There are still some unique, old, and odd Halloween traditions about in Ireland too though – such as barmbrack; a fruitcake within which were baked a number of inedible choking hazards intended to tell one’s fortune. If you found one in your slice your destiny was foretold – a pea meant you would not find love that year, a piece of cloth meant you’d be poor, a coin meant good fortune coming, and a ring meant you would soon be married. For obvious reasons, you don’t find such bracks on supermarket shelves these days, although you can purchase them with just the ring inside.
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England traditionally didn’t embrace Halloween, having 400 or so years ago replaced the pagan festival with one which takes place on November 5th in honour of one Guy Fawkes, an English Catholic who was part of the failed Gunpowder Plot of 1605 which was an attempt to assassinate the protestant King. Rather aptly, bonfires are central to Guy Fawkes night, however the UK has taken to Halloween in recent times and now the 31st is widely celebrated along the same lines as in America or Ireland with costume parties and trick or treating prevalent.
Great Britain does also harbour some strange fortune-telling traditions from around this time of year too – such as peering into a mirror in a dark room until you see either a face or a skull lurking behind your shoulder. The person would resemble your future spouse, while a skull meant you’d die without ever being married. While in parts of Scotland, casting a long strip of apple peel behind your back would land in the shape of the first letter of the name of your future husband or wife.
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An entire district of the capital, Seoul, pedestrianizes the streets and closes to traffic to make way for a massive Halloween party with live music, fancy-dress, games, food, and drink. And, why the hell not?!
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There's more too...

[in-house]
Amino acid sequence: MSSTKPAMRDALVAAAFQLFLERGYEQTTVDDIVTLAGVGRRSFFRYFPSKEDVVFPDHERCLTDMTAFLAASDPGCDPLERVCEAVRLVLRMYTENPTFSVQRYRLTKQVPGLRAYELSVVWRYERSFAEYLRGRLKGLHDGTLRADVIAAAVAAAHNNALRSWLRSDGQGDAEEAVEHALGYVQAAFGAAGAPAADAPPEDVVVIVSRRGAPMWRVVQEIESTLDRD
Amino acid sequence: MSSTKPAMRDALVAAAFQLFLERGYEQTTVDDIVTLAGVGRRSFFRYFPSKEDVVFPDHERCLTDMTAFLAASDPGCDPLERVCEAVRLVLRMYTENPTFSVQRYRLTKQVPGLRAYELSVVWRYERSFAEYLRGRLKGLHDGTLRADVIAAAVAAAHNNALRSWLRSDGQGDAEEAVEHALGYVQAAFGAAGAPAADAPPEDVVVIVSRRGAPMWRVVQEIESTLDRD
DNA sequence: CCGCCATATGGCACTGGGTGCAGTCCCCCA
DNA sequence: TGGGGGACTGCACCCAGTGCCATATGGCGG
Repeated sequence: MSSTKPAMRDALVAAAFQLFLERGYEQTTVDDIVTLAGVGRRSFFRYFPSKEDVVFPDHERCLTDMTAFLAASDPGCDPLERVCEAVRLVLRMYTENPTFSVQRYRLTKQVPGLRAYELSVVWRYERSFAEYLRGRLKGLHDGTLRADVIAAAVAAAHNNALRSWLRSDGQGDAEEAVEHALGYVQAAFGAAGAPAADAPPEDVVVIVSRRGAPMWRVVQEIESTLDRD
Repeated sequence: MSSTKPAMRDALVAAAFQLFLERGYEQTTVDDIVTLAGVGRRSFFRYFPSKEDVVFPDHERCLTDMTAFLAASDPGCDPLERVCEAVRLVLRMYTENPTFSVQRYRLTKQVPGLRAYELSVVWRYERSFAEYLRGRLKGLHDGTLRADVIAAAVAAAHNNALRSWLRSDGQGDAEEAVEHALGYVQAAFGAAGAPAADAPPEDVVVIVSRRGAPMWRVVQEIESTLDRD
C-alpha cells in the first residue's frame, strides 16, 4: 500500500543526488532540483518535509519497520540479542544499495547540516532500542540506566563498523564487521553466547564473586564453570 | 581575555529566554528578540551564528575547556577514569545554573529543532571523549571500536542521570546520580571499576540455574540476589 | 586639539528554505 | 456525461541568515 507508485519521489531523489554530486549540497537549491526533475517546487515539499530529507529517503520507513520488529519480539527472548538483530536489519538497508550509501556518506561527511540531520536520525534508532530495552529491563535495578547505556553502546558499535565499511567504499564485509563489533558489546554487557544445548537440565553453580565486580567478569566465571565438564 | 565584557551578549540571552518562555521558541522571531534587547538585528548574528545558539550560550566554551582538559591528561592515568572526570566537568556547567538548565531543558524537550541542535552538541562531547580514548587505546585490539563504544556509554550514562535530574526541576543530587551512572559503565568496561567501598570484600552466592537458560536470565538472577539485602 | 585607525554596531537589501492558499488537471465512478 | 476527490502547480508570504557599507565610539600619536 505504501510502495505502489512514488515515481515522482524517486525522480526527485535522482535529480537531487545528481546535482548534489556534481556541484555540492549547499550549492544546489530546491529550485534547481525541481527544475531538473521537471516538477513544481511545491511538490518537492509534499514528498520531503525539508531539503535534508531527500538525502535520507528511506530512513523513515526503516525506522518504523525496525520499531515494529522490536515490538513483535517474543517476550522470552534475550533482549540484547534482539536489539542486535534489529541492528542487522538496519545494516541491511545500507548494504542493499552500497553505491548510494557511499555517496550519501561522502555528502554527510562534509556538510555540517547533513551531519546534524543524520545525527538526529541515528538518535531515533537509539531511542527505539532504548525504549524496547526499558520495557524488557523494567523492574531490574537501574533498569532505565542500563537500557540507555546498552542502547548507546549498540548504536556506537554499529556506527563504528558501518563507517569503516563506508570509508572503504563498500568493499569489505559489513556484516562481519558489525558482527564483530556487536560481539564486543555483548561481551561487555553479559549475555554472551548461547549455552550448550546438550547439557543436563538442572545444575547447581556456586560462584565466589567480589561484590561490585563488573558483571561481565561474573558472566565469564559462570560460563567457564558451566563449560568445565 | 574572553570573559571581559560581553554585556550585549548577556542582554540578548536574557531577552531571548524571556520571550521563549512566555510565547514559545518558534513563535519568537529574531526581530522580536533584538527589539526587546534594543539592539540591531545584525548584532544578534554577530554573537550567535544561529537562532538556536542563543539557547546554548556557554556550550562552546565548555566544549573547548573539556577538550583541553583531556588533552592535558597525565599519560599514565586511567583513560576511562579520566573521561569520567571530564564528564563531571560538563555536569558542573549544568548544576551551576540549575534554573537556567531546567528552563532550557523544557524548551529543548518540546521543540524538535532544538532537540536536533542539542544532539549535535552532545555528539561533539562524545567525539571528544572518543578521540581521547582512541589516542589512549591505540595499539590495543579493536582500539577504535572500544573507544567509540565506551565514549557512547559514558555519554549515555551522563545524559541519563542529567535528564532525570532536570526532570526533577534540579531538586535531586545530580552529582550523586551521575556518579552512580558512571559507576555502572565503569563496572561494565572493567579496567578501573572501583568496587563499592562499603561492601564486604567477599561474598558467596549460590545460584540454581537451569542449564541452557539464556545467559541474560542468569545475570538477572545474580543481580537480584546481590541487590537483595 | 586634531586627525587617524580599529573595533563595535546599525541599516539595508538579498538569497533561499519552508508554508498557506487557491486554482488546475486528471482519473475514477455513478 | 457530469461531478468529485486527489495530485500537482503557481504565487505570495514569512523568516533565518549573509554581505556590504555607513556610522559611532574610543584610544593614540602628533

In Austria you leave out food and water, and leave the light on throughout the night, for the entire week around Halloween in order to welcome wandering souls. In the Czech Republic, on their Day of the Dead, or Dušičky, families place chairs around the fireplace for the spirits of each deceased family member. While in Germany, you hide all your knives on Halloween night – a bit bizarre, yes, but then again most of what’s written here is pretty odd, in fairness.
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Well, that’s about it guys and gals, a little insight to how Halloween goes down in different parts of this wonderfully weird world. Wherever you are though, if you’re staying in a hostel, you’ll be surrounded by enough people from different cultures that having fun this Halloween will be highly likely, and in most places there are Halloween events & parties taking place, ask the reception staff for the inside scoop, or there may even be a Halloween party planned at your hostel – and if not, why not make it happen? Oh, and don’t worry if you haven’t thought about a costume yet, we’ve got ya covered with these handy Halloween costume ideas for backpackers.
Where and how are you celebrating this Halloween? Tell us in the comments. Happy Halloween from the HostelCulture crew.
Written by Ray while listening to The Cramps' Teenage Werewolf, the Monster Mash, and Lankum's new album between the earth & sky...which is crackin' by the way!